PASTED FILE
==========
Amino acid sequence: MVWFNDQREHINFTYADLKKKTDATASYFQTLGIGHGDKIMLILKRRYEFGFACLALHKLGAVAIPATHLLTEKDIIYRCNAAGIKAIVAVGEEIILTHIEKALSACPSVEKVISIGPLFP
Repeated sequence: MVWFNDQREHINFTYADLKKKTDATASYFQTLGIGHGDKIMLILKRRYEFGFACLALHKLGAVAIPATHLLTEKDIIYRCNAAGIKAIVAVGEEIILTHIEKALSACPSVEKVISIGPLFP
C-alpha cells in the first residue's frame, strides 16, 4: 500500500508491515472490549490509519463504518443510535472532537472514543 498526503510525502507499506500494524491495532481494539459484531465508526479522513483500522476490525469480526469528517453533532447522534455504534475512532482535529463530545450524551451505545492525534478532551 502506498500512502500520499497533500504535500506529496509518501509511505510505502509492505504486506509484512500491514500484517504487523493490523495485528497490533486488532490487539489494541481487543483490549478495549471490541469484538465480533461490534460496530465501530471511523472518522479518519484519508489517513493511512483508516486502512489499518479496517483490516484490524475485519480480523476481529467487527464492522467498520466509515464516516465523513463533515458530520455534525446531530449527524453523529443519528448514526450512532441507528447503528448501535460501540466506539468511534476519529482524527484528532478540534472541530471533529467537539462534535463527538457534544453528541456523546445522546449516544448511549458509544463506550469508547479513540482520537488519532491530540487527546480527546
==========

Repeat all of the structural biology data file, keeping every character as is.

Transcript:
Amino acid sequence: MVWFNDQREHINFTYADLKKKTDATASYFQTLGIGHGDKIMLILKRRYEFGFACLALHKLGAVAIPATHLLTEKDIIYRCNAAGIKAIVAVGEEIILTHIEKALSACPSVEKVISIGPLFP
Repeated sequence: MVWFNDQREHINFTYADLKKKTDATASYFQTLGIGHGDKIMLILKRRYEFGFACLALHKLGAVAIPATHLLTEKDIIYRCNAAGIKAIVAVGEEIILTHIEKALSACPSVEKVISIGPLFP
C-alpha cells in the first residue's frame, strides 16, 4: 500500500508491515472490549490509519463504518443510535472532537472514543 498526503510525502507499506500494524491495532481494539459484531465508526479522513483500522476490525469480526469528517453533532447522534455504534475512532482535529463530545450524551451505545492525534478532551 502506498500512502500520499497533500504535500506529496509518501509511505510505502509492505504486506509484512500491514500484517504487523493490523495485528497490533486488532490487539489494541481487543483490549478495549471490541469484538465480533461490534460496530465501530471511523472518522479518519484519508489517513493511512483508516486502512489499518479496517483490516484490524475485519480480523476481529467487527464492522467498520466509515464516516465523513463533515458530520455534525446531530449527524453523529443519528448514526450512532441507528447503528448501535460501540466506539468511534476519529482524527484528532478540534472541530471533529467537539462534535463527538457534544453528541456523546445522546449516544448511549458509544463506550469508547479513540482520537488519532491530540487527546480527546